A sneak peek at Fox's ''Ice Age''
A sneak peek at Fox's ''Ice Age'' -- Read our excerpt of a story that appeared in EW's March 15, 2002, issue
Anybody who’s seen the trailer for ”Ice Age” (opening March 15) featuring a desperate little Scrat (part squirrel, part rat) accidentally cracking open a massive glacier knows that ”Ice Age” has, at least in part, an edge of its own — a brassy, Tex Avery air more reminiscent of classic Warner Bros. ‘toons than of Disney. The Scrat’s wordless mishaps weave through the story’s more conventional, talking-animal main arc, which was first pitched in early 1997 by a producer at Twentieth Century Fox’s animation division as a sort of ”Three Mammals and a Baby.” As with most animated films, it’s all about the embellishments, but the basic story line teams an acerbic woolly mammoth (voiced by ”Everybody Loves Raymond”’s Ray Romano) named Manfred with a dopey sloth named Sid (voiced by John Leguizamo) and a double-dealing saber-toothed tiger (Denis Leary) as they try to return an orphaned human infant to its tribe.
Fox originally conceived the movie as a 2-D, hand-drawn project. But by late ’98, Disney and Pixar had released ”A Bug’s Life” around the same time DreamWorks and PDI opened ”Antz,” both of which did great business in a crowded family-friendly season that also included ”The Rugrats Movie” and DreamWorks’ ”The Prince of Egypt.” With the audience expanding, Fox thought, why not try to set a bigger table? Fox already owned a small CG studio called Blue Sky, headquartered in sleepy Harrison, N.Y., which handled TV ads and special effects for such movies as ”Alien Resurrection.” When director Chris Wedge, Blue Sky’s leading artistic light, won an Oscar in 1999 for the short ”Bunny” — notable for its strikingly realistic fur and lighting, looking more like puppet animation than CG — Fox anted up with the major cash infusion needed to expand Blue Sky’s capabilities. (Fox’s total investment so far: roughly $60 million, twice what it cost to make Paramount’s $80 million grosser ”Jimmy Neutron: Boy Genius,” but only about two-thirds the budget of ”Toy Story 2.”)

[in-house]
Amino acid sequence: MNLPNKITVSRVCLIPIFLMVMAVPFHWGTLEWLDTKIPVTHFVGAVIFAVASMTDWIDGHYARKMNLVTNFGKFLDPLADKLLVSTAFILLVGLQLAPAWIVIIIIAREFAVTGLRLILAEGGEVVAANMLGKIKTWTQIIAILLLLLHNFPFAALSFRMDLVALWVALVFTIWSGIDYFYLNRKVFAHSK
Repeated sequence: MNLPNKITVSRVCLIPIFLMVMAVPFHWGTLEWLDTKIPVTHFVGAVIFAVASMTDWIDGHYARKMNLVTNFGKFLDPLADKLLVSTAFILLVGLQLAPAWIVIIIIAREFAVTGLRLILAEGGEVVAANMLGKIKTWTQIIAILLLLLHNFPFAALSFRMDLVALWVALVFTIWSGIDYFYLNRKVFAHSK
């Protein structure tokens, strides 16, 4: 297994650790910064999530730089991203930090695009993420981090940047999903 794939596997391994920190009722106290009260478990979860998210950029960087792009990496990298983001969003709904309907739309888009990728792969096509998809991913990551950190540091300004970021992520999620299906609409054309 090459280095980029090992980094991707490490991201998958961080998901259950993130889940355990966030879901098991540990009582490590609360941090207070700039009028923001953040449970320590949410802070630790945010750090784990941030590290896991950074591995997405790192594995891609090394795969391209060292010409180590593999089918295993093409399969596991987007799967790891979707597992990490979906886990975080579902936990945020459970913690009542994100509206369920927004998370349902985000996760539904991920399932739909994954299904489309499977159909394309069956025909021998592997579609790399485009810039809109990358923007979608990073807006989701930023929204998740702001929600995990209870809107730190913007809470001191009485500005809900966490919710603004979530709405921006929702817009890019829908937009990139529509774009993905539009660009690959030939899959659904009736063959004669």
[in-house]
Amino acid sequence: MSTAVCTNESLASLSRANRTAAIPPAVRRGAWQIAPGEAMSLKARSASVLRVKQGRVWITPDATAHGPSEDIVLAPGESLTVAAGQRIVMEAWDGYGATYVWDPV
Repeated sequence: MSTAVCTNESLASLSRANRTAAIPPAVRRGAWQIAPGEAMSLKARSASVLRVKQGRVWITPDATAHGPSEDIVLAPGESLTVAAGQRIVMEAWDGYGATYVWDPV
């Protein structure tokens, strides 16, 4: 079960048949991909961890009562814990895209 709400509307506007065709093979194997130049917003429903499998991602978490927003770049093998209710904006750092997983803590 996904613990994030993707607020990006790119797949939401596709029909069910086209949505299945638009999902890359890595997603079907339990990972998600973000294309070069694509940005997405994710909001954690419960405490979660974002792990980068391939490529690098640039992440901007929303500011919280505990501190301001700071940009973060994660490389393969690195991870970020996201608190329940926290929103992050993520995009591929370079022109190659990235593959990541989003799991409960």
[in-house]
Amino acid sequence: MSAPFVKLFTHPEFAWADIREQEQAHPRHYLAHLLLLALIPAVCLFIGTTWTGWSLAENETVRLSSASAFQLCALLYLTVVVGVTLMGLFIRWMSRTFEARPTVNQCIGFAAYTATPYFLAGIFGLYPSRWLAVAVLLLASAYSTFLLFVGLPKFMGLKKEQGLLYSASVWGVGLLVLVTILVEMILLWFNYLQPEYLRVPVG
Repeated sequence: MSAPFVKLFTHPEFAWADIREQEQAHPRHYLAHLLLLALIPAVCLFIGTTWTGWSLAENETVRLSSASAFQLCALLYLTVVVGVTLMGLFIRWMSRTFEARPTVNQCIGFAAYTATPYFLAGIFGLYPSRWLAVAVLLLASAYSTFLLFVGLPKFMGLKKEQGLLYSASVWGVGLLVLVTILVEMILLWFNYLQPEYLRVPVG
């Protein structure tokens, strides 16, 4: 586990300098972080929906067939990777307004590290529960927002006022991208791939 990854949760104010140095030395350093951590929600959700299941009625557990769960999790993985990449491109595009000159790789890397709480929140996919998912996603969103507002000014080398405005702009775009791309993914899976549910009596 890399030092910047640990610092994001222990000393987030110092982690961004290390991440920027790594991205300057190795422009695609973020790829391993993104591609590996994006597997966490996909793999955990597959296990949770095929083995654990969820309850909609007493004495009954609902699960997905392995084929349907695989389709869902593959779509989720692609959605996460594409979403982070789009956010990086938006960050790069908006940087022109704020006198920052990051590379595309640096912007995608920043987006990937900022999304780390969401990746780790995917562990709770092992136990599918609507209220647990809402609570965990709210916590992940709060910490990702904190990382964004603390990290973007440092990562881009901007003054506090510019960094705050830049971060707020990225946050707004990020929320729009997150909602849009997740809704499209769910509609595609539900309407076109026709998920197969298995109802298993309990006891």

”In some ways, it felt like making a deal with the devil,” says Wedge, who helped found Blue Sky back in 1987 with a handful of cronies who had worked on the trailblazing CG scenes in 1982’s ”Tron.” ”But it was inevitable. We didn’t want to go on being a [TV-commercial] boutique. We wanted something bigger.” And like the Scrat scrambling to avoid that crushing glacier, Blue Sky has had to skate a rough terrain fast and furiously to get ”Ice Age” made. Among the trickier obstacles:
The Phoenix Fiasco As Fox prepared to fund ”Ice Age,” it was also pouring a reported $80 million-plus into a conventionally animated space epic, ”Titan A.E.” That movie imploded on liftoff in June 2000, grossing less than $25 million. Its failure hastened studio chief Bill Mechanic’s departure and forced Fox to shutter its six-year-old cartoon studio in Phoenix. Full-tilt production began on ”Ice Age” the following month. In the aftermath, says Fox animation president Christopher Meledandri, ”I made sure the core group…at Blue Sky had a great deal more experience than what we had when we started Phoenix.”
Relocation Blues Blue Sky had to jump from comfy digs in Harrison to a bigger, blander office-park space in White Plains, N.Y., during production. As the staff expanded from roughly 70 to 170, some positions couldn’t be filled with East Coast talent. Two key veterans from Disney’s 1991 feature ”Beauty and the Beast,” editor John Carnochan and art director Brian McEntee, agreed to relocate from California, as did producer Lori Forte, who says, ”It made me focus on the movie, because there’s not much else to do in Westchester.”